Tutorial 3

End-to-End Network Slice Orchestration and Automation

Dr. Nakjung Choi

Department Head, Network Systems and Security Research, Nokia Bell Labs, Murray Hill, USA


In next generation mobile networks, an increasing number of new use cases will be enabled for various industries such as automotive, manufacturing, logistics, and energy. These new use cases have highly diverse, and even conflicting, communications requirements (SLA – Service Level Agreement) such as latency, data rates, availability, and reliability. The growing network complexity and service diversity challenge the network operators to dynamically orchestrate and coordinate network resources to offer a different mix of capacities for supporting services with diverse requirements simultaneously. Since it is not economically viable to build a dedicated network for each type of service, network slicing emerges as a key technology in 5G wireless networks for efficiently supporting highly diverse use cases. Network slicing allows network operators to run multiple logical networks as virtually isolated network slices on top of common physical network infrastructure. For example, a network slice can be customized to support IoT services for a large number of devices operated at low data rates. At the same time, another network slice can be tailored to provision latency-critical services such as vehicle-to-vehicle communications and smart grid controls. Network slices usually span across multiple technical domains of the network, e.g., radio access networks, transportation networks, mobile core networks, and edge and cloud computing servers. Hence, end-to-end resource orchestration and automation is essential in network slicing to dynamically manage resource allocations to different slices in multiple domains so that the performance of the network system can be optimized. This talk aims to provide an overview of network slicing, E2E/domain slice orchestration, slice resource management and opensource-based E2E network research.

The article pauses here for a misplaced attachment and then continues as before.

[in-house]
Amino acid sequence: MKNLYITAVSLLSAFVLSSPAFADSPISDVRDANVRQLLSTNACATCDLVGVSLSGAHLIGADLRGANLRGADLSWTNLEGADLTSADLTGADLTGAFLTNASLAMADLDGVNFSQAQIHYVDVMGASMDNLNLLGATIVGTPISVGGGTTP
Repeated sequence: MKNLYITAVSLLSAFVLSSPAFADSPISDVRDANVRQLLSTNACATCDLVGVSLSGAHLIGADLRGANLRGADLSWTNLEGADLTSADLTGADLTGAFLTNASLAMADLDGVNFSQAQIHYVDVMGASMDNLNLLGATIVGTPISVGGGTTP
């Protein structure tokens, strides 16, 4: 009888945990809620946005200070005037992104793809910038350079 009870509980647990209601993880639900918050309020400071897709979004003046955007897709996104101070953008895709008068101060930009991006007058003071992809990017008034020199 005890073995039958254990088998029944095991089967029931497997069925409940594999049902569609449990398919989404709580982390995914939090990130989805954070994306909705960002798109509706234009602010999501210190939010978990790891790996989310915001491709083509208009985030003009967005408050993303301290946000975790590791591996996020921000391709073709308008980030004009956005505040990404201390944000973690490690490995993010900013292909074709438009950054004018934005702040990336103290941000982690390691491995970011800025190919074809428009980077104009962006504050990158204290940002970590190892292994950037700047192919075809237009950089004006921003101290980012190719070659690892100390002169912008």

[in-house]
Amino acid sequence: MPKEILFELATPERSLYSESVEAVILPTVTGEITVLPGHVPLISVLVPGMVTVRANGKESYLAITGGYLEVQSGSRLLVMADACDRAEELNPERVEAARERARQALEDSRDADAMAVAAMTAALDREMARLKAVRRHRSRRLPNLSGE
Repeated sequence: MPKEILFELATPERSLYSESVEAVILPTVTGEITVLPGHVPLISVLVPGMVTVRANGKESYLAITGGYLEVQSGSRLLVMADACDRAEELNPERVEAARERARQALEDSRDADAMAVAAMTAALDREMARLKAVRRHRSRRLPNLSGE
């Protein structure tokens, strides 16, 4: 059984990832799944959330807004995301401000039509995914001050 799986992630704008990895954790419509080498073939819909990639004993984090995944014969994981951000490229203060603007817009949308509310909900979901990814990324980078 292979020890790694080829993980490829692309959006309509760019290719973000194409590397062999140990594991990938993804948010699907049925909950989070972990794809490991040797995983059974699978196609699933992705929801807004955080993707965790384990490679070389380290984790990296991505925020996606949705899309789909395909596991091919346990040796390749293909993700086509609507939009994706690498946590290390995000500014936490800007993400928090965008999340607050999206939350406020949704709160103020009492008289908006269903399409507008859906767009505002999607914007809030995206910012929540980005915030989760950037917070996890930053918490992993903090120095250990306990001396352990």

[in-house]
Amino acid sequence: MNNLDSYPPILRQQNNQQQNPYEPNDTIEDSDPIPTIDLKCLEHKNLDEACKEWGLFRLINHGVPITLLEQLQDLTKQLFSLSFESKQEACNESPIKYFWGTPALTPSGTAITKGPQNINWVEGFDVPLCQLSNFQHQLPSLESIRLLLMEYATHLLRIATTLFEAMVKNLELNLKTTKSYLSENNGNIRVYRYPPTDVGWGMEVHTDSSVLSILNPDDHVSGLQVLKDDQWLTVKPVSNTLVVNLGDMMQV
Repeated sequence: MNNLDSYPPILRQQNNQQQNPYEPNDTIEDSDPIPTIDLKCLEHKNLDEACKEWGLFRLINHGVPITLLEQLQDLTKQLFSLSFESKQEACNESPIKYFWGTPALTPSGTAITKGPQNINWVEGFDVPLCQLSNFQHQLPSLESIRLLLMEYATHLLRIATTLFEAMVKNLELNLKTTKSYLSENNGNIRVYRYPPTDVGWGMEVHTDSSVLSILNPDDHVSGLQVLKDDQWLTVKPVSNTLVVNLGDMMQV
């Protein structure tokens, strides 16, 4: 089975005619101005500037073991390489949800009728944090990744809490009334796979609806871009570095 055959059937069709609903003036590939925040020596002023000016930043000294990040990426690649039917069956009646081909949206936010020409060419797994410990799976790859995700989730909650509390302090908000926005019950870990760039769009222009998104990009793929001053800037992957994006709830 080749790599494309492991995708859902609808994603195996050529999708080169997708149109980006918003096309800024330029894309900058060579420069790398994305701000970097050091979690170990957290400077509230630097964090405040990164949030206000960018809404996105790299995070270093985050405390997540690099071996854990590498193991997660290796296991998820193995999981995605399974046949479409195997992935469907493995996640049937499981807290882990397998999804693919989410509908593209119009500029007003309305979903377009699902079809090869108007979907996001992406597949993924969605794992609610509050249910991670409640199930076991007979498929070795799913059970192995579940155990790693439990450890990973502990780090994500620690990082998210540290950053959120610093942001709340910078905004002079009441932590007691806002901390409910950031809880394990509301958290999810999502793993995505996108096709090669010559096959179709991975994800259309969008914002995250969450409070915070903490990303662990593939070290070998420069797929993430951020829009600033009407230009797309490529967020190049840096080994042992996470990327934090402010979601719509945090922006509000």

Nakjung Choi received the BS and PhD degrees from the School of Computer Science and Engineering, Seoul National University, South Korea, in 2002 and 2009, respectively. He is currently a Department Head of Mobile Network Systems, Network Systems and Security Research with Nokia Bell Labs, Murray Hill, New Jersey, USA. He is also Distinguished Member of Technical Staff at Nokia Bell Labs and an IEEE Senior Member. In 2014-2015, he was a (acting) Bell Labs Seoul director and led Network System and Service department in Network Algorithm, Protocol, and Security Research program. He has received several external awards (e.g., Best Paper Awards), internal recognitions (e.g., Awards of Excellence), and transformed research programs into commercial products successfully. His research is on end-to-end network orchestration and automation, network control cross domains, 5G/5G-A/6G, dynamic network slicing, carrier-grade cloud-native, software defined networking, network functions virtualization, edge/fog computing & networking, and cloud-native network management